Bone Eaters are male only, a tribe of hunters beyond compare that went into the mind of the beast and never returned. The lore states that men used to skin their prey and walk amongst them wearing it as camoflage. Eventually it went to their heads and they would wipe out entire herds out of bloodlust and ended up themselves being hunted to extinction. This is not the case though as they now exist on a plane of existance resembling a desert in eternal night where the starry sky never sits still - in fact an NPC stares at it for all eternity in order to see the future, important dude in this society. The brothers care about one thing, "a good fight", and while they can be seen as gankers, they really don't have any progression within the ranks for killing weaklings. They are a melee class, and melee to the teeth. Their abilities are determined by what carcass they are wearing, and by killing a large beast you are able to "consume it" and become it. You could be a bearman, or part boar or wolf, tons of choices and they each have a tactic to it... but all involve melee. They will kick you ass in melee too, they are meant to scare the shit out of players, even paladins - but they have one weakness; arrows. An ancestral memory in the beast they inhabit strikes crippling fear of arrows in them, and being struck by one is devastating in terms of damage, but also will really mess with the player piloting the were-man.
Explorers: Hunter / Warden
These classes are about seeing places, and their realms are in the wilds and city streets respectively.
Hunters are exactly what you would think, men of the wilds with bows on their backs - it doesn't make it a ranged class in the least bit though - it's just the tool of hunters, they carry swords for handling men. Their tracking skills are unparalled, and this comes in handy when hunting in the wilds for beasts, or helping in an investigation in a kingdom. Hunters see the open wild as their oyster, but for most purposes, all the land out there is owned by somebody - and that is where they run into contention with wardens.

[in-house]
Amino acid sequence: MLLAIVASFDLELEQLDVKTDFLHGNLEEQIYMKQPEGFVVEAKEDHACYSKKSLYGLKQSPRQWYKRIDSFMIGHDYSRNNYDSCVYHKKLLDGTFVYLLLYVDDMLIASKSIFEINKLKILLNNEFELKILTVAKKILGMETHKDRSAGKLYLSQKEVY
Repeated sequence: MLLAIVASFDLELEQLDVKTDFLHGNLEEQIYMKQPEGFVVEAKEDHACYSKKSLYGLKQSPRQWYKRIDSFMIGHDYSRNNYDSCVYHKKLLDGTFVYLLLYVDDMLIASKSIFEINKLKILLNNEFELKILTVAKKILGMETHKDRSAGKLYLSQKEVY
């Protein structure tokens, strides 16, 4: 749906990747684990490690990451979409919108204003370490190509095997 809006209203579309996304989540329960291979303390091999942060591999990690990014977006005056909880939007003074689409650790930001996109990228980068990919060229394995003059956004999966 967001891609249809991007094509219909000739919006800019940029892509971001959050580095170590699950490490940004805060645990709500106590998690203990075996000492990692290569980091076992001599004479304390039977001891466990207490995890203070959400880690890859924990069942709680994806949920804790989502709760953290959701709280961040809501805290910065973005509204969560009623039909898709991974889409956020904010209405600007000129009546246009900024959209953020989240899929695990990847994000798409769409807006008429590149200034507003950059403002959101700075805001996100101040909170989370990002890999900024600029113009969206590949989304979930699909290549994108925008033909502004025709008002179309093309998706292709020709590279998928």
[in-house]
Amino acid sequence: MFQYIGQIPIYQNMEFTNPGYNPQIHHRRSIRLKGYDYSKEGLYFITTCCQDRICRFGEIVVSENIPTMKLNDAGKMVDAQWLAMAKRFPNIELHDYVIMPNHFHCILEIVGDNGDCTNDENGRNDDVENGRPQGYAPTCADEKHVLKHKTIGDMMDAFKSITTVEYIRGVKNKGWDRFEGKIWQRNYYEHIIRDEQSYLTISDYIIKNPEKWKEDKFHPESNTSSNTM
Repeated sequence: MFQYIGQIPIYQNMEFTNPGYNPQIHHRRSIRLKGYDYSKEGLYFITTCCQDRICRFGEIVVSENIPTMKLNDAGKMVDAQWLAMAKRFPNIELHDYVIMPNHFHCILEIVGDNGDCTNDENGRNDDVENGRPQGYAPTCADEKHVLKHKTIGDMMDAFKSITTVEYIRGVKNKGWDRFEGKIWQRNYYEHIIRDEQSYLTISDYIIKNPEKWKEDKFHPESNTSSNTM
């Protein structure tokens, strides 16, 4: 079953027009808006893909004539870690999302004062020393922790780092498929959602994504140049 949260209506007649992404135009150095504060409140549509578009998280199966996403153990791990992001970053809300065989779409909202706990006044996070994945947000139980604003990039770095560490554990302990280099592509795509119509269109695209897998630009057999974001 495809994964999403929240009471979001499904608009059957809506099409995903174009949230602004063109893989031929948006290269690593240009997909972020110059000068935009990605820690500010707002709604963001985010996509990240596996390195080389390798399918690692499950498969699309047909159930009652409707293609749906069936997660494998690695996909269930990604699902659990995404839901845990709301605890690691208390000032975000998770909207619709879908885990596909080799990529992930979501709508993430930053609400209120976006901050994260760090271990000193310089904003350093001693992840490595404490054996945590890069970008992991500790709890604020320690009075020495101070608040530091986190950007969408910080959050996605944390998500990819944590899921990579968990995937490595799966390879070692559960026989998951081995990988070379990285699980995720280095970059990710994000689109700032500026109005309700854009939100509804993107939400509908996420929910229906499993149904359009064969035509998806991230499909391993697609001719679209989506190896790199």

Wardens are not keepers of the wild, they are quite the opposite - they are personal bodyguards of nobility and land owners that have to handle issues for their employers. This leads the above issues with hunters as poaching on thier land is not welcome. This interpretation is just the common instance of wardens though, the lifestyle originated in old tribes that had a custom where a man would dedicate his life to another family or person for a life-altering favor in return - that favor has been rolled into wages these days, but the mystique of being the charge of a clan has led these people to being major players in the workings of clans as the "go to guys". The life of a warden is a lot like being the majordomo to any lord; one minute you could be enacting bloddy revenge, the next escorting the master's child to school. The wardens oyster is the city though, and through his work a warden will get very acquainted with it.
Healers: Mendicant / Shaman
When the kingdoms sent missions to the local tribes they met resistance from the south, but total compliance from the north - and their knowledge of herbalism has created two outlooks on the caste of healers.
Mendicants are church healers and apothacaries, well educated and use traditional medicines to treat wounds and diseases. Unlike priests, Mendicants can fight back, but are not allowed any kind of blade due to the oath. This leaves only the option of staves, clubs, maces and bows (which were overlooked, heh). Healing in this game is a slow affair, you can get wounded, poisoned and diseased easily and without someone to help you treat it (though you can try yourself with crap skills(, you are best leaving it in the hands of an expert.
Shamans are a remnant of the old ways and at odds with the Mendicants and church in general because they deal in hollistic tinctures that can be referred to as drugs. The tribes may have found a calling when the missions came, but those that clung to tradition found a calling in the cities where clients from all walks of life would be looking for whatever prescriptions the shamans might have handy. Some shamans see them as helping people, other see it as purely business, but the church sees them as a scourge and does whatever it can to discredit thier work. The work of shamans in battle is namely to cause buffs and debuffs through what I guess you could call ritualistic magic, somewhat like the Witches, but with dusts and ashes. They have no limitations in combat, but do not get any bonuses from any priests present - nor can they recieve blessings.